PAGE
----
Legend says, long before the naming of the lands, a star fell from the skies and sheared off the north face of the mount now known as Parisi Point. The event created a crater at the base of the hill that filled with water and since has been known as Moon Lake. The lake’s waters are rumored to be poisonous, and periodically its heated waters bubble to super-heated levels and release noxious gases that keep the area entrenched in a sickening fog. The lowland areas between the lake and mount have become wetlands, and the small swamp is always filled with mist and fog that tends to disorient travelers through the area. People often become lost when passing through, and many have disappeared entirely, with growing rumors of a magic fog, creature, or mystical forces blamed for the disappearances.

Another feature of lore is a suspected vein of an unknown metal that was exposed, or introduced, to the landscape in the sheared face of the hill. The substance, again according to legend, has been used in the magical conjuring and religious rites of the ancient peoples of the area. It is unknown what methods were used to explore the area, or locate and collect the material. Many have searched for the ore only to end in failure and folly.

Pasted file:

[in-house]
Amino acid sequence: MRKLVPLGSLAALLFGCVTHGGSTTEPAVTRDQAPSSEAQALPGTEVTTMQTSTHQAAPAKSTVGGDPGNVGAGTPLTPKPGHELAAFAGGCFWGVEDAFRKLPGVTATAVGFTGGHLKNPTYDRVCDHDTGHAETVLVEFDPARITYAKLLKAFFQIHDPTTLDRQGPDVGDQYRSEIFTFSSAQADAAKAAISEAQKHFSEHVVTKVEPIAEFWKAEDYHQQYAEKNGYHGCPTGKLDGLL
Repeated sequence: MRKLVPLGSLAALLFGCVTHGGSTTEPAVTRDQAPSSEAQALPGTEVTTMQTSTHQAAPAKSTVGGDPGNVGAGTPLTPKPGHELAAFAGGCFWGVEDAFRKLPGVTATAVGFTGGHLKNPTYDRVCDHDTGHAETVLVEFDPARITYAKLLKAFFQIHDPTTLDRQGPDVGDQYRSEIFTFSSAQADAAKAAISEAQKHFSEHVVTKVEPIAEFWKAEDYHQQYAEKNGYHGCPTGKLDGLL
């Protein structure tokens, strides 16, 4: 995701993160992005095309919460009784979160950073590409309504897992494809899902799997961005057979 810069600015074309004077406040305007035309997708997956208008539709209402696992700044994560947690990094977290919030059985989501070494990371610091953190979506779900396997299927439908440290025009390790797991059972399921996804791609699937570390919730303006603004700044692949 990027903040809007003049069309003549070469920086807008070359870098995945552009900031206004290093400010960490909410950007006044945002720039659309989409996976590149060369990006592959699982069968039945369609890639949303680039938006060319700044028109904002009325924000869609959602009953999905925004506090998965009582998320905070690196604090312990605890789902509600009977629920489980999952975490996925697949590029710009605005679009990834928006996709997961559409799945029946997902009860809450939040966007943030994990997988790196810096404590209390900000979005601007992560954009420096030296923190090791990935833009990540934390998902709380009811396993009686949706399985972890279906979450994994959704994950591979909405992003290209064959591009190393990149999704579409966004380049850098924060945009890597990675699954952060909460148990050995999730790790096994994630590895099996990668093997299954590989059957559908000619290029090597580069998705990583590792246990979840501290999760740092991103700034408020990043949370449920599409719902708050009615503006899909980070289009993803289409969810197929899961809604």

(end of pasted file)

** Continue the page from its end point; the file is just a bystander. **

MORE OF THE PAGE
An Aquilonian lord, a ranger by the name of Gregorius Parisius, took up residence in the area and became intrigued by the rumors. Despite decades of searching, growing a consuming obsession, and witnessing strange happenings, Gregor didn’t locate a vein, but he was able to find a small amount of some strange ore. He used the metal to forge a small axe that is reportedly indestructible and holds magical properties that helped the ranger defeat and drive back the goblyns in the realm.